I guess it all boils down to this: GTA works as a game because (especially when it first became popular) it was original within that medium. There weren't many "antihero" games, and it felt like a platform for your inner destructive child, while you giggled at all the swearing. But that's Movie 101. Turn any GTA storyline into a movie, and it instantly sinks into the sea of every Goodfellas, Casino, Pulp Fiction, Boyz N The Hood, and a thousand other titles where the "shocking" part is "The criminal is actually the good guy!" The immediate argument here would be: "But those are all great movies!" And you'd be right, if the GTA version came out in the late '80s or early '90s. In modern movies, that idea has become a trope. In the video game world, it's original. In the movie world, it would become a Jell-O mold filled with generic, forgettable lime.
Like all of the entries here, Mass Effect has ingredients that get studios salivating. There's a shit-ton of lore, memorable characters, great writing, audience-friendly space antics, and kinky human-on-alien sex scenes. Those spicy ingredients, especially the interspecies boning, are common threads across all games from BioWare, a company that's devoted to giving you the hope that one day, a hot blue creature will say "I love you" back.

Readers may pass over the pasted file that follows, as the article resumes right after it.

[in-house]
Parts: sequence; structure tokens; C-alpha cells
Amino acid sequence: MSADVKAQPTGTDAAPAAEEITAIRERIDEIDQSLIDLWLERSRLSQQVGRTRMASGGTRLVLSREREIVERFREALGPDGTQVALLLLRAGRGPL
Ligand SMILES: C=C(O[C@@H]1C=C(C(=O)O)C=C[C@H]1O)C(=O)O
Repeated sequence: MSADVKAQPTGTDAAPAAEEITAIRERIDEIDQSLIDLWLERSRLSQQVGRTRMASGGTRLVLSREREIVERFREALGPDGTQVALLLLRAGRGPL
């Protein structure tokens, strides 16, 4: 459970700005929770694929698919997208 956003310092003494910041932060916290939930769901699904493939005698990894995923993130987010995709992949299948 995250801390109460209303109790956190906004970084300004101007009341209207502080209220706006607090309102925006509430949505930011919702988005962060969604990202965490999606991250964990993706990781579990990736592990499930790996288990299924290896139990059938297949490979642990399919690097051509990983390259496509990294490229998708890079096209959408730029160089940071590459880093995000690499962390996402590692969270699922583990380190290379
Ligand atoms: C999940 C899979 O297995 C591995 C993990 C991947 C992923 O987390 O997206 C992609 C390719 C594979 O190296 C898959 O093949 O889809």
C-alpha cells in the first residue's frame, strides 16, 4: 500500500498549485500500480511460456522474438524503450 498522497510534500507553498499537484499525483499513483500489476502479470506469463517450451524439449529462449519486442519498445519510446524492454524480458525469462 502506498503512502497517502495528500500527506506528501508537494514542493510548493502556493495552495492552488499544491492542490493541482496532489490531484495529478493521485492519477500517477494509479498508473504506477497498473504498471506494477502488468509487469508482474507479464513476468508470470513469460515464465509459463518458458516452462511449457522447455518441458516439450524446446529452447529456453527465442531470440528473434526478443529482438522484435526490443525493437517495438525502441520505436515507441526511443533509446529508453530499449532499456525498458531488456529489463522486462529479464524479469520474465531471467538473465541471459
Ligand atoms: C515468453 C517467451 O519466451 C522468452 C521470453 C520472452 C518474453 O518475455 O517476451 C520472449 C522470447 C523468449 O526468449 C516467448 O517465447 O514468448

I heard that if you pick the right dialogue options, she goes with you to prom.
The chilis in the BioWare salsa is player choice. More than any of their previous titles, Mass Effect took branching narrative to the next level, so much that it spread across games. By the time you reached the no-possible-way-it-can-be-satisfying ending, you had created an entirely unique experience. The love fans have for Mass Effect is rooted in that: their main character, their party, their alien sex, their alien break-ups, their path through the game's universe.
Inevitably, a movie would be disappointing because that experience is impossible to replicate. You can hit all of the major points of the series in explosive fashion, but you're still telling one story about one dude who does things that the player might have done. And unless audiences could edit together their own narrative from what would end up being a production with a $500 bajillion budget, it wouldn't be the Mass Effect movie that they always dreamed of. It'd end up being Darren Aronofsky's save file.
His moody, metaphor-filled save file.